My Internet supply is intermittent at best. If there is a high wind (not that that happens frequently in Edinburgh!) it gives up entirely. Or the internet may be broadcasting merrily with green lights blazing and winking on the modem but neither my laptop nor my netbook wishes to acknowledge it. Rather like the unpopular child in the playground: however many times I “connect” the two machines just turn their backs. Even when I shove in the Ethernet cable (usually pretty roughly if we have got to that stage—what is the point of wifi if it neither wi’s nor fi’s?) both machines shut their eyes and hope that it will go away. And I never know what it is that suddenly makes the machines allow the unpopular child back into the game.
My connection to my PhD is similar. Some days I know exactly what I am doing and work happily away writing lots, discovering things I didn’t know I knew and finish in the evenings with a real feeling of accomplishment. Other days it’s as if the connection is broken. I can’t get anything down, my signal constantly interrupted by tiredness, visitors, hunger or just a blank mind. It is strange that this happens as I never stop thinking about the PhD. Just like the unpopular child it perseveres in trying to get my attention. I can see it on the periphery of my vision, but it irregularly connects with the bit of my brain that does output.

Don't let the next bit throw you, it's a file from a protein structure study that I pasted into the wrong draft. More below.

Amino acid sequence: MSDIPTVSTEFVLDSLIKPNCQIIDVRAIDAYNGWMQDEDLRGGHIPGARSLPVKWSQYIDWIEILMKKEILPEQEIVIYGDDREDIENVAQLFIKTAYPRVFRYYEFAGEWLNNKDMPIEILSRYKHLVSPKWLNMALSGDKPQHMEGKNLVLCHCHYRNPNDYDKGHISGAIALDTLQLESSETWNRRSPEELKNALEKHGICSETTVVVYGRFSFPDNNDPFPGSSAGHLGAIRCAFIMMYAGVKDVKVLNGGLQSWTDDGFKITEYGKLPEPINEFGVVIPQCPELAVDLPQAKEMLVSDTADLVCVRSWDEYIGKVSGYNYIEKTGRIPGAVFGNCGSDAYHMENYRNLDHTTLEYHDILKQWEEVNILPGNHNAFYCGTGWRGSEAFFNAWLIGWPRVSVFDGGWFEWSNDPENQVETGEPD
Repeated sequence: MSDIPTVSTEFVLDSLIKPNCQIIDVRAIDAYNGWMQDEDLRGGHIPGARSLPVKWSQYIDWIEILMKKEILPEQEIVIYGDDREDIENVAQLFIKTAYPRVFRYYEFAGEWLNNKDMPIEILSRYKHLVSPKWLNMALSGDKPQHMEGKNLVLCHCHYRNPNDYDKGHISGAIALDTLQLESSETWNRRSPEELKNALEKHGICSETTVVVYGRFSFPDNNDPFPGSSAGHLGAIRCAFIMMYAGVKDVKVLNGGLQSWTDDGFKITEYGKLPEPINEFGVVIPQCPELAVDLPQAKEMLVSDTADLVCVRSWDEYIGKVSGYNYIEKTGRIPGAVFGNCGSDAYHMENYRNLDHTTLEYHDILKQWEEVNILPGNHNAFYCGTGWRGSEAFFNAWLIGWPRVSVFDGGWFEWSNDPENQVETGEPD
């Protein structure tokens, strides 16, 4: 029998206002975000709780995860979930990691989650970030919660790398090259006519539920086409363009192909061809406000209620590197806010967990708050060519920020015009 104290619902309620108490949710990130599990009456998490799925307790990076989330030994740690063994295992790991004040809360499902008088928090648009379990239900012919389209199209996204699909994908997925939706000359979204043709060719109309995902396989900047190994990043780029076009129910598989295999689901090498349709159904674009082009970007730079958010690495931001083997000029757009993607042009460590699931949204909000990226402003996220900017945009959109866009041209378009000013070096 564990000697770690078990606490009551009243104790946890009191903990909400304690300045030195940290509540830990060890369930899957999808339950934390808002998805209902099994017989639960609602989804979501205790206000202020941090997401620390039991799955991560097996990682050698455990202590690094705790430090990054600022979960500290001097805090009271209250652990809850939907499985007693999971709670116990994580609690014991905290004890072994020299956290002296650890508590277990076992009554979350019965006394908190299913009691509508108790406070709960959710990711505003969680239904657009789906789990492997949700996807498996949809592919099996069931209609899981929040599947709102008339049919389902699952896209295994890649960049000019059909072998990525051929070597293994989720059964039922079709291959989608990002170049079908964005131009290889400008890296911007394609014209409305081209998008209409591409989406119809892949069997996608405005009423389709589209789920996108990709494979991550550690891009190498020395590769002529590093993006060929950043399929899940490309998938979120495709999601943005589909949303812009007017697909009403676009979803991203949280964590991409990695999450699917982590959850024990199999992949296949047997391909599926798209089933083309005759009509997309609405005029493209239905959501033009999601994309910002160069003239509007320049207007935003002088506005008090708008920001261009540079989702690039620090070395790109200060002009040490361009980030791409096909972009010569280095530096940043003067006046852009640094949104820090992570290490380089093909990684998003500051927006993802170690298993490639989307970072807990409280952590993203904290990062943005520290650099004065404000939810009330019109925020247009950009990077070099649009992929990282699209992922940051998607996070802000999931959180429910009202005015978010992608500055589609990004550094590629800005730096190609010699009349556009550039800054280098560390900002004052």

Perhaps I should de-frag myself?
In writing this, I wonder if this is similar to how it feels to have dementia? I know that people with dementia have “good” and “bad” days. On good days the words come out the right way round and they are fully present. On bad days, some kind of membrane divides them from their family and friends and they struggle to pull words out of chewing gum. They are also affected by tiredness and visitors. Sometimes their broadband is working and at other times the high wind has blown it away.